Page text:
Getting Things Done: Core Principles
I’m using GTD for over 10 years now. My personal system evolved gradually. I defined clear borders between the different types of information, tried different ways of structuring and processing my next actions, and constantly try to put together goals and projects.
This post is a reflection on what I see as the core principles of GTD. I briefly explain each concept, and then give a personal perspective.
Collect all Open Loops
Put every item that is on your mind into a list. Think of all stuff that needs to be processed, of things at home and work you need to fix, of unfinished projects, of commitments and of your different life areas. Write it down, get it of your mind, and put it into a trustworthy system where you can access it every time you want.
This principle may feel overwhelming at first. It can make you sleepless for some time when you constantly try to find new things that you want to capture. But endure these moments. When you are out of this, you will have a great sense of perspective on your life. You can trust to have a reminder of everything that you need, should or want to do. And from this comes the power of choice: You are becoming a captain of your life, deciding where you want to go.
Define Clear Borders
For each information item, define one exact place. Put all information in this place.
Do not see your system as a stiff definition, but as an evolving organism. Adapt, add, remove, switch if you are not satisfied. But keep the definition of “one information, one place” in mind.
In a long term view, this habit also helps you to stay on top. I’m amazed at which ridiculous times I come to great ideas. I immediately put them in my inbox and am happy with how they turn out.
This principle enables you of focused attention, seeing all things in place that you need to see, and when you need to see them.
Process your Inbox
Regularly process all items in your inbox, touching them only once and asking yourself two questions:
1. Is it actionable?
2. Can I do it in 2 minutes?
The question “is it actionable” defines the fate of the item: Do you put it into a next action list, store it in a someday list, of delete it. To be truly effective with this step, you need to have a clear system with clear boundaries. It’s this simple. Several people are stuck if they do not have a system with clear boundaries for putting projects, references, somedays, and next actions together. Define this first, its essential. Once you have it, just rely on your gut feeling and go through this list. Try to do it every day, and you will feel very relaxed.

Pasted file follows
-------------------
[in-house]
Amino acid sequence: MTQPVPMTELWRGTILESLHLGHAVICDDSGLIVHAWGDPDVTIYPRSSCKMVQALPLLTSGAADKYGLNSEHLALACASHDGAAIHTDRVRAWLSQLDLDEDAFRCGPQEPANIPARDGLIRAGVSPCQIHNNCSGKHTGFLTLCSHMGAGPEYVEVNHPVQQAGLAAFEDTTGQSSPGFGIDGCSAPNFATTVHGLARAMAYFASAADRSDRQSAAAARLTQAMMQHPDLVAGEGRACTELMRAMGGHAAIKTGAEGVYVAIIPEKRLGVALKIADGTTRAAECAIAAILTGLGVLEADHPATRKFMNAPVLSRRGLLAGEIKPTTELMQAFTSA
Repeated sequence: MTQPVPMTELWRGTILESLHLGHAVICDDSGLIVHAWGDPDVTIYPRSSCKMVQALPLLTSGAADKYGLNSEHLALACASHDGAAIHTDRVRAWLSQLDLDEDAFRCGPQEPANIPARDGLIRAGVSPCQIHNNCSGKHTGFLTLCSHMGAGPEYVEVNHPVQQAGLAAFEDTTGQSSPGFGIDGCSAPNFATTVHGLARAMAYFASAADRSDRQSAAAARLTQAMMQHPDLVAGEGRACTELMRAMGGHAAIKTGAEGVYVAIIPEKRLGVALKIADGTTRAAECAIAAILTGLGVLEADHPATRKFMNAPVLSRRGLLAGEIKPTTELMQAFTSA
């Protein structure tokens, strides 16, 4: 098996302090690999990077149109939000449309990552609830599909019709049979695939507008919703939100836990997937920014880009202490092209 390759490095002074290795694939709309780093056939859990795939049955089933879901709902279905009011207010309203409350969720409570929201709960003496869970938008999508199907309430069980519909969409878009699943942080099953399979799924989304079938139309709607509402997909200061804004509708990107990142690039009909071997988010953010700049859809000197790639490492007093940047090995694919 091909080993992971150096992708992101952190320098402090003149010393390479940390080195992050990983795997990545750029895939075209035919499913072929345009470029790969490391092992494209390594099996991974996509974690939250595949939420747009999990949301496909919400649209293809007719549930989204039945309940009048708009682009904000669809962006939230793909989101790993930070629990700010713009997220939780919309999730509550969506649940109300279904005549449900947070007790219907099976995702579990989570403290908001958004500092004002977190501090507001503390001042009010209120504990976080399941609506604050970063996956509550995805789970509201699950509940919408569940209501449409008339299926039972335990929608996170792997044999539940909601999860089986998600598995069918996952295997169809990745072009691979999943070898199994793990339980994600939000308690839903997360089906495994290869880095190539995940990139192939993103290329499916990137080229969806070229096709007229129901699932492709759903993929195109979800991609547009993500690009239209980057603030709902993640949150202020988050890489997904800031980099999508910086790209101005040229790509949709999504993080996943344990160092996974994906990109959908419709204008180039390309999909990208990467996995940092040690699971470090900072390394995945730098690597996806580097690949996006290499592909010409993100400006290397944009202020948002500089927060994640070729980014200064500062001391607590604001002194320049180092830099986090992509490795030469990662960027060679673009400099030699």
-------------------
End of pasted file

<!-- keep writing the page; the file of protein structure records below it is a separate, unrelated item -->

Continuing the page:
The question “Can I do it in 2 minutes?” gives you a sense of how less (or how much) effort the tasks in your inbox takes. Every time I’m going through my inbox, I pick about 5 items that I know will be done in this time. All other items are put at their appropriate place. You should ask this question when you work in one of your next action lists. Increase the time span to 5 minutes. And start to work on this list, 5 minutes for each item. You can get 12 things done in one hour of concentrated work. Try it, it’s a real motivational boost.
Define Next Actions
Find the next single action that you can do to move forward in completing a commitment, project or goal. Put this item into your next action lists. Define the context of the next action, which is a place, a certain equipment, or even a state of mind.
You cannot get productive if you do not know what to do. The skill to define the very next thing and identify the appropriate context, is at the core of GTD. I like to see each carefully designed next action as a small commitment to yourself. A commitment to do one step moving forward. A small thing that can be done and gives you the feeling of achieving.
Once in a week, do a complete review of you GTD system. Browse through all lists: Next actions, projects, goals, somedays. Sort and put order to things, give each information the correct place. Clean up, delete, strike though what you did or do not want to do anymore. Get Clear on everything that is on your plate.
An effective weekly review is the “survivalist aspect” of GTD. Your system can only stay good and ordered if you regularly review it. I struggled with the weekly review for quite some time, simply because my system had no clear boundaries and I was too lazy to process my inbox regularly — I simply needed to much time to get the things done.
What is your favorite principle? Vote here.
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